The story in today’s Financial Times, “Bond insurers want $125bn of cover wiped out,” seems more that an tad inconsistent with bond insurers’, particularly MBIA’s, claim that everything is hunk-dory with their financial condition and contention that the rating agencies were mean and capricious.
The story in brief:
Bond insurers such as Ambac, MBIA and FGIC are talking to banks about wiping out $125bn of insurance on risky debt securities in what could be the only way to limit the financial damage surrounding the bond insurers.
Discussions about “commuting” these insurance contracts, which were sold by bond insurers to banks in the form of credit default swaps, have taken on a renewed sense of urgency amid a rash of ratings downgrades in the bond insurance, or monoline, sector last week….
The talks centre on CDS contracts issued by bond insurers to guarantee payments on collateralised debt obligations, complex debt securities often backed by mortgages which have plunged in value amid a wave of foreclosures on mortgages issued in recent years.
I’m a little disappointed as to why the FT fails to mention why it is these exposures in particular that the bond insurers want to get out of. They repeatedly asserted that critics didn’t understand how these policies had been written, that in many (most?) cases they were not obligated to pay out until the underlying assets had reached final maturity, which could be twenty or thirty years out. Readers are encouraged to provide further insight.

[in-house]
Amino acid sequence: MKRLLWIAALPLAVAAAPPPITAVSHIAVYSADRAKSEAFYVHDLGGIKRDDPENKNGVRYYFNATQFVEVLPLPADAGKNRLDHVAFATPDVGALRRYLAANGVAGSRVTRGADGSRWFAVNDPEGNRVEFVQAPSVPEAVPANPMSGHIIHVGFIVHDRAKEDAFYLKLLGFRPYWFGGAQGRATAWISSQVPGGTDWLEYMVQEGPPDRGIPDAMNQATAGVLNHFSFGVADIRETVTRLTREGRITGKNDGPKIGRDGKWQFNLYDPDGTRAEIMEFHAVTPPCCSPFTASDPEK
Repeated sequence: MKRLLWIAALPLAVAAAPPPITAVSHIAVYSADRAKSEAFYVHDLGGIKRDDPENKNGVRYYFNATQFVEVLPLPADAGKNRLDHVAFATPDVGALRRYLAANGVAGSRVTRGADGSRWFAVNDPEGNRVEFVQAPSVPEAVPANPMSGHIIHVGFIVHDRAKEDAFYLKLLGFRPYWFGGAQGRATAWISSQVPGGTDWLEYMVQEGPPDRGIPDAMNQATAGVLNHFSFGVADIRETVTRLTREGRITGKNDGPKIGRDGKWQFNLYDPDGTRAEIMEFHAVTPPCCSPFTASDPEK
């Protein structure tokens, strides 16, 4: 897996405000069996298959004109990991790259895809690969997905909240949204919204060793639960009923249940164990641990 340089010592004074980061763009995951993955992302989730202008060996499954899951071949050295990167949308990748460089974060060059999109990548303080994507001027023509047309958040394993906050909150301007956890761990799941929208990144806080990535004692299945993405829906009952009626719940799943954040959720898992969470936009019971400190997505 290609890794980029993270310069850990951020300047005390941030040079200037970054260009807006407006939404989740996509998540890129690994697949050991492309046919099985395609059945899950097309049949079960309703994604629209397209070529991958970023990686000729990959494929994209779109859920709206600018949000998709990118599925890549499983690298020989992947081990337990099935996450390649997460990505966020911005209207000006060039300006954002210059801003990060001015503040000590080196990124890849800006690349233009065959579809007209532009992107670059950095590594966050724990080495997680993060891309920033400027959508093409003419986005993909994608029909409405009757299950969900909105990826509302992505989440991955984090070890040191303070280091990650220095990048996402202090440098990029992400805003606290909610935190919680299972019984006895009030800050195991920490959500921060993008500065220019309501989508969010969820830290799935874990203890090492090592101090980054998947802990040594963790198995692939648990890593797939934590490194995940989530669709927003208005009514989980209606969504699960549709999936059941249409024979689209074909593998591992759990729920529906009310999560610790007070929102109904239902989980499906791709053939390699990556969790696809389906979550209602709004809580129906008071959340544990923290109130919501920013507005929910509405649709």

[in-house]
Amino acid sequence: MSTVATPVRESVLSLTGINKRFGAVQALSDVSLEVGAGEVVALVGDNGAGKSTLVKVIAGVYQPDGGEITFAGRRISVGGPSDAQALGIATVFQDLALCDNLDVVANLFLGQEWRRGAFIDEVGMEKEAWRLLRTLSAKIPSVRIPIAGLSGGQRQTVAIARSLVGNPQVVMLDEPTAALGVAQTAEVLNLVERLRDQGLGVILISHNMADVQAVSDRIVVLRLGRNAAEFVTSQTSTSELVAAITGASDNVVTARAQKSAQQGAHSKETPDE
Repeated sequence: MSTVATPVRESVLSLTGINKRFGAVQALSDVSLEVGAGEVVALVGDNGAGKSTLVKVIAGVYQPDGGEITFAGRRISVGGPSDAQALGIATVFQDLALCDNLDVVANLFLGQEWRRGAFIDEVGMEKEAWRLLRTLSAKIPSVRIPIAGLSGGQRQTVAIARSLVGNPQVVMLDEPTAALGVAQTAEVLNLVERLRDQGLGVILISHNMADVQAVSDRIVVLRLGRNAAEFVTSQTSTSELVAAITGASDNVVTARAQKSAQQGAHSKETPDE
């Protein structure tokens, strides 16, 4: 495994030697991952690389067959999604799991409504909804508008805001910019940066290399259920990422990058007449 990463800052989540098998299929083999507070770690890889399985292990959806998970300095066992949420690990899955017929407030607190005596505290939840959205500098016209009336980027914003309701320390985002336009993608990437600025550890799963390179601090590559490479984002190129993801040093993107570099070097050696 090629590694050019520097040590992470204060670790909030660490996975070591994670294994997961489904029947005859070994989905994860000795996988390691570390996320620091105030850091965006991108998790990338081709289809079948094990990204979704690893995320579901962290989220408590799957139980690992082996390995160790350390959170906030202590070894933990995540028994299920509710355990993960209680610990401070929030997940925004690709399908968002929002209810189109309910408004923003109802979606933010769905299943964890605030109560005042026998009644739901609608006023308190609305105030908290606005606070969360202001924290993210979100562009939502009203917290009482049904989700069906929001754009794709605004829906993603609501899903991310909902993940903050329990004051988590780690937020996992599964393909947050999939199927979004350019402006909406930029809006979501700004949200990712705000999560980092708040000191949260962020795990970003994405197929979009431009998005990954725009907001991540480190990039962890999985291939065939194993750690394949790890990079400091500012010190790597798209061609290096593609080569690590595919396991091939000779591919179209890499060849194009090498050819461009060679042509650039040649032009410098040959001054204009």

The article also fails to mention that this move now may work for both parties given the downgrades. Any one who has bought an insurance policy in an insurer that has suffered a ratings cut is now paying for an overpriced product. For instance, someone with an MBIA guarantee signed up at a AAA rate and now has a A policy. And worse, the market is pricing it at Caa. So the policyholders should be willing to pay something to get out of the policies to save future payouts.
But can they agree on price? The banks may push hard, assuming insurer desperation, and may also be angry with being stuck with a turkey product. Insurers are notably pig headed negotiators. While in theory there should be a win-win resolution for at least some of these contracts, if the tone of discussion becomes adversarial, all bets are off.